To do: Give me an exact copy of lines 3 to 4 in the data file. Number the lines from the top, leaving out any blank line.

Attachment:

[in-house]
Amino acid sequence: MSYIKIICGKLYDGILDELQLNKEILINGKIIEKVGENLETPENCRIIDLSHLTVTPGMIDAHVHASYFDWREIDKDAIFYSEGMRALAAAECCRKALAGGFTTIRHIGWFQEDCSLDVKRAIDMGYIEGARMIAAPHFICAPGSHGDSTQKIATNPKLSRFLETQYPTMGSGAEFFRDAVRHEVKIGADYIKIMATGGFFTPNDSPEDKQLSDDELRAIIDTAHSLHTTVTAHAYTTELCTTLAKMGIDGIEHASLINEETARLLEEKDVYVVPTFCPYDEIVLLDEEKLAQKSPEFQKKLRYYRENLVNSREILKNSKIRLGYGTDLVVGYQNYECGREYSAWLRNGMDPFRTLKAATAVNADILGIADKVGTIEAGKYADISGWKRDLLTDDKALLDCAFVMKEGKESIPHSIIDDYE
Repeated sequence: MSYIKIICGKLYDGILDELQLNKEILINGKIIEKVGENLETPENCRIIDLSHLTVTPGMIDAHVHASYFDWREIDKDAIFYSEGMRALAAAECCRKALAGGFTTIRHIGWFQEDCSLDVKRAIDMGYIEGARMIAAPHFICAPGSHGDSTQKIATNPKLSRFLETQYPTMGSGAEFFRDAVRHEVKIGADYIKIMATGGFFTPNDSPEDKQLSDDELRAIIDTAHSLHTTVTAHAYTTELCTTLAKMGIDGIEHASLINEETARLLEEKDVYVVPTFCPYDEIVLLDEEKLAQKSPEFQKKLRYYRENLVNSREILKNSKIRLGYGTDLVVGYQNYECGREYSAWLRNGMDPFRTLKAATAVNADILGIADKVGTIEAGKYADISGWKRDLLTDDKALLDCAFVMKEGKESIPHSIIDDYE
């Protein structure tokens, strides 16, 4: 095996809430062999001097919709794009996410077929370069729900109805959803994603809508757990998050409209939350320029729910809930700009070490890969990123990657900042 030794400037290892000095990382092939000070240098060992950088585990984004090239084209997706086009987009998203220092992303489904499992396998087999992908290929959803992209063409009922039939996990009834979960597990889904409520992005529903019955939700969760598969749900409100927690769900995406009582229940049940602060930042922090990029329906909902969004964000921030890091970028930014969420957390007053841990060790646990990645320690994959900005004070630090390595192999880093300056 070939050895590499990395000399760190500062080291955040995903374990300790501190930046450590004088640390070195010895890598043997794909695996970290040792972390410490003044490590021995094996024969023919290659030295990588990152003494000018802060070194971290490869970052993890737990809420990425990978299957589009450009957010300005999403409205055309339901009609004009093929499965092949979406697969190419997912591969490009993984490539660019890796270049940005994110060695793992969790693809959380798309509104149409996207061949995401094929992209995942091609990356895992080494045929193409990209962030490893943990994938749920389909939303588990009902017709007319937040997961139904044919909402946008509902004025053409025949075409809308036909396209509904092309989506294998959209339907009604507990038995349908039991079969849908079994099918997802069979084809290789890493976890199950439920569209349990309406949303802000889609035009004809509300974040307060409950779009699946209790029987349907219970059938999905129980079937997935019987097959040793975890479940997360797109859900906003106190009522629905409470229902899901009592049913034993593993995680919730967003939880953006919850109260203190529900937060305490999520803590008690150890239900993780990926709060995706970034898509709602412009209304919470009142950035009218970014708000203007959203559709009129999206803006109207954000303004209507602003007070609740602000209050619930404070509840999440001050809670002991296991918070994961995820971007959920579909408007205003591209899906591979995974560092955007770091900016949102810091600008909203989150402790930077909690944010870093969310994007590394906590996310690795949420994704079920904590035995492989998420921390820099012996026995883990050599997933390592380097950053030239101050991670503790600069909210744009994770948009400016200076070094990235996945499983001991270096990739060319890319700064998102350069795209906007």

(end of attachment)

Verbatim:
Repeated sequence: MSYIKIICGKLYDGILDELQLNKEILINGKIIEKVGENLETPENCRIIDLSHLTVTPGMIDAHVHASYFDWREIDKDAIFYSEGMRALAAAECCRKALAGGFTTIRHIGWFQEDCSLDVKRAIDMGYIEGARMIAAPHFICAPGSHGDSTQKIATNPKLSRFLETQYPTMGSGAEFFRDAVRHEVKIGADYIKIMATGGFFTPNDSPEDKQLSDDELRAIIDTAHSLHTTVTAHAYTTELCTTLAKMGIDGIEHASLINEETARLLEEKDVYVVPTFCPYDEIVLLDEEKLAQKSPEFQKKLRYYRENLVNSREILKNSKIRLGYGTDLVVGYQNYECGREYSAWLRNGMDPFRTLKAATAVNADILGIADKVGTIEAGKYADISGWKRDLLTDDKALLDCAFVMKEGKESIPHSIIDDYE
């Protein structure tokens, strides 16, 4: 095996809430062999001097919709794009996410077929370069729900109805959803994603809508757990998050409209939350320029729910809930700009070490890969990123990657900042 030794400037290892000095990382092939000070240098060992950088585990984004090239084209997706086009987009998203220092992303489904499992396998087999992908290929959803992209063409009922039939996990009834979960597990889904409520992005529903019955939700969760598969749900409100927690769900995406009582229940049940602060930042922090990029329906909902969004964000921030890091970028930014969420957390007053841990060790646990990645320690994959900005004070630090390595192999880093300056 070939050895590499990395000399760190500062080291955040995903374990300790501190930046450590004088640390070195010895890598043997794909695996970290040792972390410490003044490590021995094996024969023919290659030295990588990152003494000018802060070194971290490869970052993890737990809420990425990978299957589009450009957010300005999403409205055309339901009609004009093929499965092949979406697969190419997912591969490009993984490539660019890796270049940005994110060695793992969790693809959380798309509104149409996207061949995401094929992209995942091609990356895992080494045929193409990209962030490893943990994938749920389909939303588990009902017709007319937040997961139904044919909402946008509902004025053409025949075409809308036909396209509904092309989506294998959209339907009604507990038995349908039991079969849908079994099918997802069979084809290789890493976890199950439920569209349990309406949303802000889609035009004809509300974040307060409950779009699946209790029987349907219970059938999905129980079937997935019987097959040793975890479940997360797109859900906003106190009522629905409470229902899901009592049913034993593993995680919730967003939880953006919850109260203190529900937060305490999520803590008690150890239900993780990926709060995706970034898509709602412009209304919470009142950035009218970014708000203007959203559709009129999206803006109207954000303004209507602003007070609740602000209050619930404070509840999440001050809670002991296991918070994961995820971007959920579909408007205003591209899906591979995974560092955007770091900016949102810091600008909203989150402790930077909690944010870093969310994007590394906590996310690795949420994704079920904590035995492989998420921390820099012996026995883990050599997933390592380097950053030239101050991670503790600069909210744009994770948009400016200076070094990235996945499983001991270096990739060319890319700064998102350069795209906007």